Agrobacterium tumefaciens - Rhizobium radiobacter

A. tumefaciens bacteria on a tobacco leaf
Bar: 2 Ám
A. tumefaciens bacteria on a bacterial filter
Bar: 1 Ám

Agrobacterium tumefaciens (new name: Rhizobium radiobacter) is a soil bacterium which infects almost 10,000 species of plants, including fruit trees of the rose family (apples, cherries, pears, etc.) causing what is known as crown gall disease. While the disease is harmful to some plants, it is not usually considered a major threat to crops. It has attracted the attention of agricultural scientists at universities and government laboratories, particularly becauase it may serve as a model for the development of tumours. Recently it has been found as a potential pathogen in humans.

When Rhizobium radiobacter infects a plant, it injects a circular piece of a DNA plasmid into plant cells. Apart from causing a kind of plant cancer, it is being used in genetic manipulation, to carry foreign genes into plant cells. Galls may develop anywhere on stems and roots, but are usually found near the soil line, because the bacterium attacks plants at the junction between the root and shoot at the soil surface. The galls vary from pea size up to several inches in diameter. Unlike insect galls, crown galls are a solid mass of tissue all the way through. R. radiobacter (Agrobacterium) causes the plant to form galls (tumours) on the crown by transferring a piece of DNA from the bacterium to the plant. It contains the Ti plasmid with the ability to enter plant cells and insert a portion of a genome into plant chromosomes. In this way, the bacterium is a useful tool making it possible to genetically modify a plant by inserting various genes including even those which do not occur in plants to produce transgenic plants.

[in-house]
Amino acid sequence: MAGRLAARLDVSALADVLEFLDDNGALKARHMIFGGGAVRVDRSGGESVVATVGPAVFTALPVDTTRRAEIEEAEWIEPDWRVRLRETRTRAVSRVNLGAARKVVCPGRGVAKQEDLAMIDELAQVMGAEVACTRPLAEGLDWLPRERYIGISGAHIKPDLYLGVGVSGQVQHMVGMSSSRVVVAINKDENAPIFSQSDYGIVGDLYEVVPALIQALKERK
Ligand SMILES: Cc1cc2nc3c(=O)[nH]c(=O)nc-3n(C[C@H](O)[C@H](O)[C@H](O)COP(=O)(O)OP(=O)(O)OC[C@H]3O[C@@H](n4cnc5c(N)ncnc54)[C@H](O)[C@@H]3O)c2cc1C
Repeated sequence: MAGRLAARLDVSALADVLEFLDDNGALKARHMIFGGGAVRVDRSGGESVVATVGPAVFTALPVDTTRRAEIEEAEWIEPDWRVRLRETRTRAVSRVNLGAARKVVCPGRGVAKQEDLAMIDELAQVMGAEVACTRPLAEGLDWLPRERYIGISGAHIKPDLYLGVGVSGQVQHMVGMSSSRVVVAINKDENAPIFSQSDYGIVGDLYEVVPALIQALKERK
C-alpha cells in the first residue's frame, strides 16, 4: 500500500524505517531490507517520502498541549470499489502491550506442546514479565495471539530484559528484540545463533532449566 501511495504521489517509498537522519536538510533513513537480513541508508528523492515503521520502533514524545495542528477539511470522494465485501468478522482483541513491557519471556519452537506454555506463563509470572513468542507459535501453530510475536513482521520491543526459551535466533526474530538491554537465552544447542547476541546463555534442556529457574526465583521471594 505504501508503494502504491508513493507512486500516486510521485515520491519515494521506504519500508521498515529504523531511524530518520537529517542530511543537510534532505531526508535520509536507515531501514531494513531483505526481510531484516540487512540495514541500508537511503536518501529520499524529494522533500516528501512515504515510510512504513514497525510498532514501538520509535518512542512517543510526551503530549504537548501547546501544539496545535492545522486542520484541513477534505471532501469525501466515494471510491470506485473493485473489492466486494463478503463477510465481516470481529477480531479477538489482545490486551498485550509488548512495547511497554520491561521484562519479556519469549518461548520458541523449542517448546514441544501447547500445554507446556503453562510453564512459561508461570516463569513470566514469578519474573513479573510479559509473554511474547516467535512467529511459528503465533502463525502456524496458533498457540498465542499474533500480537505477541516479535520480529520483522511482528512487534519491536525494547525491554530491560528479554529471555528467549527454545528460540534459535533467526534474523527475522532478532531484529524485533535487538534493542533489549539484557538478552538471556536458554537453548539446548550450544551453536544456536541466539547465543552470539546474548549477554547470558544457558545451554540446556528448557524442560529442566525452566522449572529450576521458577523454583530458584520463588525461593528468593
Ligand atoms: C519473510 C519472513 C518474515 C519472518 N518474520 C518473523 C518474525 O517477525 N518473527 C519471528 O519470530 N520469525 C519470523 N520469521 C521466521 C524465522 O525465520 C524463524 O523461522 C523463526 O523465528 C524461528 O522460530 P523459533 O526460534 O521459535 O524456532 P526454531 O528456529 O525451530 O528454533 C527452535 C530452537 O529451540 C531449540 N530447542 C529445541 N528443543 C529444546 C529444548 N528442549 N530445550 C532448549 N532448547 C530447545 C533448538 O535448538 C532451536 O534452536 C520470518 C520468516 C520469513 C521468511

There are several electron microscopy images of the bacterium on the Internet including this one, another, and another. Agrobacterium Protocols is a book on methods in molecular biology.

Agrobacterium tumefaciens bacterial culture was provided by Dr. Steve Gleddie.
SEM by the author.

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Updated: September 1, 2011.

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